New decisions — pleading requirements for complaints alleging contamination from hydraulic fracturing

New decisions — pleading requirements for complaints alleging contamination from hydraulic fracturing

Source: http://www.lexology.com, May 2, 2012
By: H. Victor Thomas Jr (Victor), King & Spalding LLP

The development of natural gas wells using hydraulic fracturing technology—fracking—has grown exponentially and increased natural gas reserves to record levels. Hydraulic fracturing requires the discharge of significant volumes of hydraulic fracturing fluids into a geologic formation under extreme pressure in order to dislodge and discharge “trapped” natural gas. The composition of “fracking fluid” may include chemicals that, depending on the level of exposure, are deemed to be potentially toxic.

The increased production from such drilling has helped to drive U.S. natural gas prices to historic lows, making profit margins thin or non-existent. Profits have been jeopardized further by the difficult-to-estimate costs of defending an escalating number of lawsuits alleging contamination from such drilling.

During litigation in the U.S., it is typical that before incurring huge costs of discovery, a defendant may move to dismiss an action due to the plaintiff’s failure to comply with state or federal pleading requirements.

This article discusses two recent federal decisions regarding such motions to dismiss complaints alleging fracking contamination, Tucker and Fiorentino. These decisions may shed light as to how other courts are likely to apply pleading requirements that may require dismissal at an early stage. They are applicable to estimating defense costs for fracking contamination litigation.

Federal Pleading Requirements

In 2007, and then again in 2009, the United States Supreme Court clarified the pleading requirements of the Federal Rules of Civil Procedure and corrected lower court misinterpretations in two important decisions, Bell Atl. Corp. v. Twombly, 550 U.S. 544 (2007) and Ashcroft v. Iqbal, 556 U.S. 662 (2009). These decisions identified the following requirements to avoid the dismissal of a complaint.

Rule 8(a)(2) of the Federal Rules requires a “short and plain statement of the claim showing that the pleader is entitled to relief.” Rule 8 does not require detailed factual allegations, but it demands more than an unadorned, the-defendant-unlawfully-harmed-me accusation. Iqbal, 129 S. Ct. at 1949.

“To survive a motion to dismiss, a complaint must contain sufficient factual matter, accepted as true, to ‘state a claim for relief that is plausible on its face.’” Id. quoting Twombly, 550 U.S. at 570. “The plausibility standard is not akin to a ‘probability requirement,’ but it asks for more than a sheer possibility that a defendant has acted unlawfully.” Id. Threadbare recitals of the elements of a cause of action, supported by mere conclusory statements, do not suffice. Id.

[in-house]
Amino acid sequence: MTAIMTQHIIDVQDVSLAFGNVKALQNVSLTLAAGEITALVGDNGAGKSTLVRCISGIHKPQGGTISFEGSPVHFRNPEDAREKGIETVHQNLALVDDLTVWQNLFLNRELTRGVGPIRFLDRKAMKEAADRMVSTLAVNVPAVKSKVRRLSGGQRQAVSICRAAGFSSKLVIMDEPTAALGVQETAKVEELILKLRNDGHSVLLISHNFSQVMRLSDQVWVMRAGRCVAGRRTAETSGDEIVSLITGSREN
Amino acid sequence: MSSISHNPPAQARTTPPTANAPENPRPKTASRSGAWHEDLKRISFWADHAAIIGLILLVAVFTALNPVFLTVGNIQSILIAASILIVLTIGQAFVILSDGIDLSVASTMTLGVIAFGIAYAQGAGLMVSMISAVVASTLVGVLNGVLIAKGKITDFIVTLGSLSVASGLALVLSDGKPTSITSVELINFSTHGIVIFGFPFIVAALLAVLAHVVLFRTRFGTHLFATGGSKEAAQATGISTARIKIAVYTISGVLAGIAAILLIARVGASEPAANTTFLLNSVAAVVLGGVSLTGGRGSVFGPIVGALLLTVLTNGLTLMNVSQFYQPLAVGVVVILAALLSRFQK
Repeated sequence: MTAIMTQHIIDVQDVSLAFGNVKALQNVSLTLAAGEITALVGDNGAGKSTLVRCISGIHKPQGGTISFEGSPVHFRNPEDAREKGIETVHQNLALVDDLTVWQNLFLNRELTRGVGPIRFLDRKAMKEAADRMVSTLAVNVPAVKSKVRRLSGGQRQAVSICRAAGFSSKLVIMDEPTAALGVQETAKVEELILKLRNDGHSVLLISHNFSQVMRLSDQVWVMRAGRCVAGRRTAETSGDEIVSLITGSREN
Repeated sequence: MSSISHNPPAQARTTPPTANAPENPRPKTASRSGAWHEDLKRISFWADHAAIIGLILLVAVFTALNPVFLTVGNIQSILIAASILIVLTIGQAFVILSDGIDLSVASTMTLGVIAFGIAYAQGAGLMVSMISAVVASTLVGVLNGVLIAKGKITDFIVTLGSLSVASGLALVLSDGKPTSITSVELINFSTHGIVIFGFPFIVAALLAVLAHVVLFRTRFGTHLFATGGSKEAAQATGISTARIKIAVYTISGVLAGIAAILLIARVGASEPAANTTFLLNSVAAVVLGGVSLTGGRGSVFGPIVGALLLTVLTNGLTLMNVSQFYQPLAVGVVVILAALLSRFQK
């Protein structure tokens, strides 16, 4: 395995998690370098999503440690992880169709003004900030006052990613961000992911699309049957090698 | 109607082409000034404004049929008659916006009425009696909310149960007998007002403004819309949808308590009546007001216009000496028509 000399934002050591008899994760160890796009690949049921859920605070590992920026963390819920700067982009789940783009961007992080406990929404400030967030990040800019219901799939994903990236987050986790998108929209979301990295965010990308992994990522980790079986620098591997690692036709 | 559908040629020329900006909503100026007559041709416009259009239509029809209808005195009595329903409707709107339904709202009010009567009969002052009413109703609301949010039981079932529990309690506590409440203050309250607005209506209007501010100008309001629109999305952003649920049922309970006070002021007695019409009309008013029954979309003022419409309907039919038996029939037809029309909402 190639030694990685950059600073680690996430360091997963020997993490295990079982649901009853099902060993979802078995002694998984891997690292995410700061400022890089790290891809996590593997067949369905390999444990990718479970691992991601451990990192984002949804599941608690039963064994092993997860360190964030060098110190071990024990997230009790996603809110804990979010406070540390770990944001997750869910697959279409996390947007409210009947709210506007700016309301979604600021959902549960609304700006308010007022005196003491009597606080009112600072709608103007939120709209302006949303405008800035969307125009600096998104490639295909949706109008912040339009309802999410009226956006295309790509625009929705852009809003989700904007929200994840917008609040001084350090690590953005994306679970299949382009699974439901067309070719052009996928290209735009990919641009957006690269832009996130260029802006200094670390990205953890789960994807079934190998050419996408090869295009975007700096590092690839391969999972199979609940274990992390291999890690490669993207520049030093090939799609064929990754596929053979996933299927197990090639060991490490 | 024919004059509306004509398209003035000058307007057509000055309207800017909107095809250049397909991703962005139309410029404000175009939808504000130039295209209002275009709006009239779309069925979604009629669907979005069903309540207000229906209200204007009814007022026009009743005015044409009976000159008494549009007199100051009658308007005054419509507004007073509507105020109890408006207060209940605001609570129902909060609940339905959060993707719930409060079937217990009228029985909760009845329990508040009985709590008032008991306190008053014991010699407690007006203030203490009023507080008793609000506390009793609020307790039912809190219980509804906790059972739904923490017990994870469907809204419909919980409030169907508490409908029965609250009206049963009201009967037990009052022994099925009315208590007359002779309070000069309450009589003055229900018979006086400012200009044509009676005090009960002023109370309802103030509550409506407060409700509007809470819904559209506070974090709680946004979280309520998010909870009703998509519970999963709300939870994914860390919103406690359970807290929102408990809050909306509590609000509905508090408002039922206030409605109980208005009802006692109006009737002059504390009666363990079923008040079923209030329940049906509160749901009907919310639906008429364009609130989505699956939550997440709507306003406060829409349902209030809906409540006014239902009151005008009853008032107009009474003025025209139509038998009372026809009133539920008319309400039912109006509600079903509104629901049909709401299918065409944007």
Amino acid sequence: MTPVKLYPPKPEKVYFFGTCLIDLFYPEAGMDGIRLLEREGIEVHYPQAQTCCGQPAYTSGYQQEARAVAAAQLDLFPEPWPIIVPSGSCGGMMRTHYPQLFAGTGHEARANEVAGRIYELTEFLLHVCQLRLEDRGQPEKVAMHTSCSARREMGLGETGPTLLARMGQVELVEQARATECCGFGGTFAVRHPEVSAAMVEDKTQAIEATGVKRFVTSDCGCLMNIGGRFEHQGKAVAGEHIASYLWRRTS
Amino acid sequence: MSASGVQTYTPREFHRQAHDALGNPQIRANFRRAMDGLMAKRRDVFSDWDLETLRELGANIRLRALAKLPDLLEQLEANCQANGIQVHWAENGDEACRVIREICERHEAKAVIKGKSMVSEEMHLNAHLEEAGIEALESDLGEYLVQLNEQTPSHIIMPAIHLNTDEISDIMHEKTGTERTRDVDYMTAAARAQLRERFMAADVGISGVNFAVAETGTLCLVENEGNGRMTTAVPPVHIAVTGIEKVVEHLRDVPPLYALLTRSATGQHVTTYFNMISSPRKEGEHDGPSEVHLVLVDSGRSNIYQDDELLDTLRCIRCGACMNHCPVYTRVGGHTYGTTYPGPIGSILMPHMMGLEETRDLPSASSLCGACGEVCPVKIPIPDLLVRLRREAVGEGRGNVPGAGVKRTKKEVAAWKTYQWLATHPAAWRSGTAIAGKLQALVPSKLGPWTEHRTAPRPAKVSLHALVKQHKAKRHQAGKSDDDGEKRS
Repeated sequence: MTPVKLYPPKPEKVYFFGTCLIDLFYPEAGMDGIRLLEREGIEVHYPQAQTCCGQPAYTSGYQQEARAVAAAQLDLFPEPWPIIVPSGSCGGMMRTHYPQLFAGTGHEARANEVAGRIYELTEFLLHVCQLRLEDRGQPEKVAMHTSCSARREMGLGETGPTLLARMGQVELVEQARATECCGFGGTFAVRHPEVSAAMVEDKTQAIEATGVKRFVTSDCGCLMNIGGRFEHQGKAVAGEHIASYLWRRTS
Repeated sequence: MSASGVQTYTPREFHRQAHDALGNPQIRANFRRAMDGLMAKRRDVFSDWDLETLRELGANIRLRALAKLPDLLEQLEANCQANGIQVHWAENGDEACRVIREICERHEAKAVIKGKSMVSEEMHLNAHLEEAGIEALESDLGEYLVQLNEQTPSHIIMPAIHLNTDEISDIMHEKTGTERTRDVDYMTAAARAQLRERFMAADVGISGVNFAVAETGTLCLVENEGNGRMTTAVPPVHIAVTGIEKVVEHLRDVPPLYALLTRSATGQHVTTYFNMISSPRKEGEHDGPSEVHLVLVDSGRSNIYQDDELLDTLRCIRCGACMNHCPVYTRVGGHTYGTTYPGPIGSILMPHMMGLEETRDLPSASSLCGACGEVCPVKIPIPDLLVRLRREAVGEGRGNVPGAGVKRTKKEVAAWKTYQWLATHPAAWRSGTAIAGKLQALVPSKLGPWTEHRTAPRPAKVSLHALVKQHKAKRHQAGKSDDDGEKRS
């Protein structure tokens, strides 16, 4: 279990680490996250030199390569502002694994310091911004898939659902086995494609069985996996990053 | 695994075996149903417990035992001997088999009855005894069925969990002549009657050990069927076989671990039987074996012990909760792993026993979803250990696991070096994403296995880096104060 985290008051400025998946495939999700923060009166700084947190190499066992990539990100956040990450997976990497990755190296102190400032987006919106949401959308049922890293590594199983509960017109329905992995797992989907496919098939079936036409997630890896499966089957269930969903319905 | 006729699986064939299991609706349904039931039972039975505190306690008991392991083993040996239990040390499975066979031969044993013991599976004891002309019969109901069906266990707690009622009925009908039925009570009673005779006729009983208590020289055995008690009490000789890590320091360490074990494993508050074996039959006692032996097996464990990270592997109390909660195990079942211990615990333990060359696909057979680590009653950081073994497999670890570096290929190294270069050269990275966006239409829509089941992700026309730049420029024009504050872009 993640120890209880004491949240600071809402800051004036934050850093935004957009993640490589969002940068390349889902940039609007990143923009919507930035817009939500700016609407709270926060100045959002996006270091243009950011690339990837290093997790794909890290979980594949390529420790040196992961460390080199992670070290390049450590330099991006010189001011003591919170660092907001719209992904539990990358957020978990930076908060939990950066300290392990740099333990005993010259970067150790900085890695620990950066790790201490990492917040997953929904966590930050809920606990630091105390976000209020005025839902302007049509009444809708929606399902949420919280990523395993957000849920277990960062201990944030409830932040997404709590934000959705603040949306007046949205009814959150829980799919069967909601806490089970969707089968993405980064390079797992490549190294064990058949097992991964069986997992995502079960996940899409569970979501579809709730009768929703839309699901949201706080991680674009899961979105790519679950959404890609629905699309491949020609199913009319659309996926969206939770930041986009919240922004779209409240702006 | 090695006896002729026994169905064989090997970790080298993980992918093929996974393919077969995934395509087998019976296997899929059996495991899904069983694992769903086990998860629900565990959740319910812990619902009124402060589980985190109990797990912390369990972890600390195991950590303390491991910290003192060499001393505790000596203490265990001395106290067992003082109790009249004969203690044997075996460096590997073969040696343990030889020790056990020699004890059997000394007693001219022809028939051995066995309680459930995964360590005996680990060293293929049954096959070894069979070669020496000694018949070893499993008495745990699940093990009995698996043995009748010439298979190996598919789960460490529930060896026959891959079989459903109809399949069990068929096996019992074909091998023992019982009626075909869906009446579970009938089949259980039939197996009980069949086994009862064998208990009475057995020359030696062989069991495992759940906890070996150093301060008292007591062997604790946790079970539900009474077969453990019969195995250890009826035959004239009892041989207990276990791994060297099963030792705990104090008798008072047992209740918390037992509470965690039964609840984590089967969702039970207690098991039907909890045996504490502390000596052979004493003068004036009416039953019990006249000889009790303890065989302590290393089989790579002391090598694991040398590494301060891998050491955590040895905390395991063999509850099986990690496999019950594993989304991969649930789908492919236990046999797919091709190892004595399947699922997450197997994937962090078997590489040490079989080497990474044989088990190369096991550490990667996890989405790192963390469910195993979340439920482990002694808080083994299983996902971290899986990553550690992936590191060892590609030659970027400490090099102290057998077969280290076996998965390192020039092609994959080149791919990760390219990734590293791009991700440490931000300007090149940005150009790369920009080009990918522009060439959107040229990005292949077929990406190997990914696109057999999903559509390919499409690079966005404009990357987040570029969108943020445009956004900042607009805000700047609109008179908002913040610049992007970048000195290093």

Recent Application of the Pleading Requirements

Recently, two federal courts issued decisions applying these pleading requirements to complaints alleging fracking contamination, Tucker v. Southwestern Energy Co., 2012 WL 528253 (E.D. Ark. Feb. 17, 2012) and Fiorentino v. Cabot Oil & Gas Corp., 750 F. Supp. 2d 506 (M.D. Pa. Nov 15, 2010), but with very different results.

The Tucker Decision

In Tucker, Plaintiffs sued various companies that drilled gas wells within several miles of Plaintiffs’ tracts, seeking both damages and injunctive relief for medical monitoring. They alleged that the fracking has contaminated their water well and air; they asserted claims for nuisance, trespass, negligence, and strict liability. 2012 WL 528253 at *1.

The Court held that the Plaintiffs’ complaint was are mostly conclusions. “The Tuckers say the companies have wells within one mile of their property; the Tuckers’ well water used to be fine; then it started smelling bad and a recent test revealed alpha methylstyrene, a poisonous chemical sometimes used in fracking fluid. The Berrys point to [gas] wells within three miles of their property; they say a water well and ponds on adjoining property are contaminated with methane and hydrogen sulfide; and that these substances continue to spew into the air from the well, polluting their property. Id. at *2. “Missing are particular facts about particular fracking operations by particular fracking companies using particular substances that allegedly caused the [water and air contamination]. General statements about the many dangerous substances used in fracking, and conclusory statements about the migration of those substances, will not suffice. For their claims to be plausible in the strong sense recently dictated by the Supreme Court, the [Plaintiffs] must plead more facts linking each company’s operations with the particular harm alleged.” Id.

“As they stand, the complaints are mostly a matter of “after this, therefore because of this”—bad things happened after the fracking, and therefore because of the fracking. But this fallacy is not sound as a matter of logic or law.” Id. “This is not to say that the [Plaintiffs] must now plead (or eventually prove) their case with the exactitude required in a car-wreck case. … At a minimum, however, the [Plaintiffs] must allege more than that fracking fluids are dangerous, migratory animals. This is a conclusion.” Id.